Published in The Athens Observer, p. 6 (December 29, 1994).

Author: Donald E. Wilkes, Jr., Professor of Law, University of Georgia School of Law.

It began a century ago, in 1894.

It rocked France for a dozen years, becoming an international cause celebre.

It involved the most notorious miscarriage of justice in the Western World in the 19th century, and was universally regarded as the most egregious error of justice of the age.

It was the Dreyfus case, "one of the great commotions of history," in the words of historian Barbara W. Tuchman.

When, 12 tumultuous years after it began, the Dreyfus case officially came to an end, one journalist was inspired with awe: "Historical records, criminal annals, romance and the drama, furnish no stranger tale of human life and destiny, than that which has reached its culmination in the final and complete exoneration of Dreyfus."

Another journalist, also writing in 1906, thought the finale of the Dreyfus case worthy of sublime prose: "[I]n the history of fiction there is nothing bolder in invention or more dramatically striking in incident than this famous trial.... A man of fortune and of unusual promise, publicly degraded as the result of one of the vilest plots in the history of jurisprudence, surrounded by scoundrels who heaped lie upon lie and forgery upon forgery ...  [This man,] restored at last, after the complete crushing of his enemies..."

Criminal proceedings against Alfred Dreyfus commenced on Oct. 15, 1894, when Dreyfus, a 35-year old artillery captain in the French army, was arrested in Paris on a charge of treason for having allegedly spied for Germany. Although he was entirely innocent of any crime, Dreyfus was convicted by a court martial on Dec. 22, 1894, and sentenced to life imprisonment.

On Jan. 5, 1895, in a grim, ghastly degradation ceremony conducted in the presence of hundreds of troops in a courtyard of the Ecole Militaire, and with a howling mob of antisemites gathered outside the gates, Alfred Dreyfus was stripped of his insignia and decorations, and expelled from the army.

From April 1895 until June 1899 Dreyfus was imprisoned on the notorious Devil's Island, off the coast of South America. In June 1899 Dreyfus's treason conviction was reversed by a civilian appellate court and he was taken back to France where he was retried by another court martial in August and September 1899.  On Sept. 9, to the amazement of a carefully watching world, Dreyfus was again convicted of treason.  Ten days later the President of France pardoned Dreyfus, and he was released after nearly 5 years of confinement.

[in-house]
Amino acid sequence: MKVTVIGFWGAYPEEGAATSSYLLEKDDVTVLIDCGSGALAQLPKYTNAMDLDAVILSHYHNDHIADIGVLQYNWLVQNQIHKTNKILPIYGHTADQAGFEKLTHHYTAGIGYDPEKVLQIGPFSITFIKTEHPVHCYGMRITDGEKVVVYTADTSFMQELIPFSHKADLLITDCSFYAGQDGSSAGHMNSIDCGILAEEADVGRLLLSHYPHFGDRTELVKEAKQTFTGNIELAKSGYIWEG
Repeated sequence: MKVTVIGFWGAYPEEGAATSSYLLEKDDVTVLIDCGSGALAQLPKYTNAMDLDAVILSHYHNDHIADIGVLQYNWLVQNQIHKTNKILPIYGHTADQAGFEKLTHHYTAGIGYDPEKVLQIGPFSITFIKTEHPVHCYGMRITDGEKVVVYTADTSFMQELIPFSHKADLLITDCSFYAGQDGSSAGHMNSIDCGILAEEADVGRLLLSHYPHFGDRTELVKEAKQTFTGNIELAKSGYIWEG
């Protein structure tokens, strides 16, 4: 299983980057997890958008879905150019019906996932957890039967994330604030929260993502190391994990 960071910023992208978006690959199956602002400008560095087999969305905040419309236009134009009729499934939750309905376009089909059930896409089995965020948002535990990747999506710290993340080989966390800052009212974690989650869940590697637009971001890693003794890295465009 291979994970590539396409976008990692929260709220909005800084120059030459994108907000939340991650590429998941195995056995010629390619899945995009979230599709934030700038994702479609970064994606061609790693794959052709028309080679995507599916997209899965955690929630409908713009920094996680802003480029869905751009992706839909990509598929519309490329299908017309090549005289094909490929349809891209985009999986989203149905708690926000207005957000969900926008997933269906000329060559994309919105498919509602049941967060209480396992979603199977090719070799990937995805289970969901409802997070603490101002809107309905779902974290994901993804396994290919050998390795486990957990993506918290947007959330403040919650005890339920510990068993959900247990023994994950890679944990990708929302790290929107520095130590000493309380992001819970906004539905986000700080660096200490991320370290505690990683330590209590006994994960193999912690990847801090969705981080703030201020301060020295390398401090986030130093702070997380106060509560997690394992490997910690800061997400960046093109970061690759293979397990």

After protracted litigation, the highest court in France reversed the 1899 treason conviction on July 12, 1906, and exonerated Dreyfus of all charges. The next day the French national assembly passed a statute restoring Dreyfus to the army.  Eight days later, July 21, 1906, the Dreyfus case came to a formal close when, in a colorful ceremony conducted in another courtyard in the Ecole Militaire, Dreyfus, now promoted to major, was honored with a dress parade and made a member of the Legion of Honor.

Religious prejudice is one of the many important reasons Dreyfus was falsely convicted and why his vindication took so long.  Alfred Dreyfus was a Jew living in a France infected with undisguised, rampant antisemitism. There were bestselling antisemitic books, antisemitic newspapers, antisemitic societies, and antisemitic political parties and candidates. Antisemitism in the army appears to have been especially virulent.  Various antisemitic newspapers (there was even one named The Anti-Jew) maintained Dreyfus's guilt as an article of faith and deliriously combatted efforts to free Dreyfus. In 1898 antisemitic mobs rioted in opposition to Dreyfus. The Dreyfus case is as important in the history of antisemitism as it is in the history of criminal justice.

Dreyfus was the victim of both a frame-up and a subsequent coverup.

At his first trial, in 1894, no credible proof of his alleged guilt was introduced, and he was convicted only because his military judges ignored the trial evidence and based their decision on a secret dossier of forged or fraudulent documents purporting to prove Dreyfus a traitor.  The dossier had been prepared by members of the army general staff and army intelligence officers who, convinced Dreyfus was guilty and fearing an acquittal, secretly transmitted it the judges after they had retired to consider their verdict.  It was to be years before Dreyfus and his attorney learned of the secret dossier.

From a legal standpoint, the clandestine transmission of the secret dossier to the judges at the 1894 trial rendered that trial illegal, and meant that once the fact of transmission was proved, Dreyfus would receive a new trial.  Furthermore, it was certain that if the retrial was fair Dreyfus, being wholly innocent, would be acquitted.  Moreover, the officers involved in transmitting the secret dossier were themselves guilty of serious illegalities.